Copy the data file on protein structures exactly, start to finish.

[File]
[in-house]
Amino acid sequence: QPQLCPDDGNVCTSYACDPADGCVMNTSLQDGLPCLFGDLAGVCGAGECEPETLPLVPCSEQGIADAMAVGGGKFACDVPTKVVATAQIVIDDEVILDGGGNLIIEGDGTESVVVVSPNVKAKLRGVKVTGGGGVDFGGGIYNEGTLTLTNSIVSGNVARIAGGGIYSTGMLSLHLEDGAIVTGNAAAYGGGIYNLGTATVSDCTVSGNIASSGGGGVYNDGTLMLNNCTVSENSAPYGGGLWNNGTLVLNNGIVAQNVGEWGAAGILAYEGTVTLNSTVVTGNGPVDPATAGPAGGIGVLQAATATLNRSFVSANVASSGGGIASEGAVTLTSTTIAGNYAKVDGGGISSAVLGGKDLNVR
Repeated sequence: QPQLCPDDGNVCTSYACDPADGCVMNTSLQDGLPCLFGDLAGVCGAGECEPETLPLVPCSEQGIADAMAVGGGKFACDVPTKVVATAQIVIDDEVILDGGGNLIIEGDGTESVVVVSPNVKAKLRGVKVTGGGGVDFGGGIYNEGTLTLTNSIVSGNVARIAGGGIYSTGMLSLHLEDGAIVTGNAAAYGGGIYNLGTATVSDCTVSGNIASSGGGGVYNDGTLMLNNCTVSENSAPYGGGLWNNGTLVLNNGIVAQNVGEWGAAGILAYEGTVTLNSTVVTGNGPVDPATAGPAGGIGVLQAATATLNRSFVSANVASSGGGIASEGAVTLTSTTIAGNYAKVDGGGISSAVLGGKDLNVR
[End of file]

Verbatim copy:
[in-house]
Amino acid sequence: QPQLCPDDGNVCTSYACDPADGCVMNTSLQDGLPCLFGDLAGVCGAGECEPETLPLVPCSEQGIADAMAVGGGKFACDVPTKVVATAQIVIDDEVILDGGGNLIIEGDGTESVVVVSPNVKAKLRGVKVTGGGGVDFGGGIYNEGTLTLTNSIVSGNVARIAGGGIYSTGMLSLHLEDGAIVTGNAAAYGGGIYNLGTATVSDCTVSGNIASSGGGGVYNDGTLMLNNCTVSENSAPYGGGLWNNGTLVLNNGIVAQNVGEWGAAGILAYEGTVTLNSTVVTGNGPVDPATAGPAGGIGVLQAATATLNRSFVSANVASSGGGIASEGAVTLTSTTIAGNYAKVDGGGISSAVLGGKDLNVR
Repeated sequence: QPQLCPDDGNVCTSYACDPADGCVMNTSLQDGLPCLFGDLAGVCGAGECEPETLPLVPCSEQGIADAMAVGGGKFACDVPTKVVATAQIVIDDEVILDGGGNLIIEGDGTESVVVVSPNVKAKLRGVKVTGGGGVDFGGGIYNEGTLTLTNSIVSGNVARIAGGGIYSTGMLSLHLEDGAIVTGNAAAYGGGIYNLGTATVSDCTVSGNIASSGGGGVYNDGTLMLNNCTVSENSAPYGGGLWNNGTLVLNNGIVAQNVGEWGAAGILAYEGTVTLNSTVVTGNGPVDPATAGPAGGIGVLQAATATLNRSFVSANVASSGGGIASEGAVTLTSTTIAGNYAKVDGGGISSAVLGGKDLNVR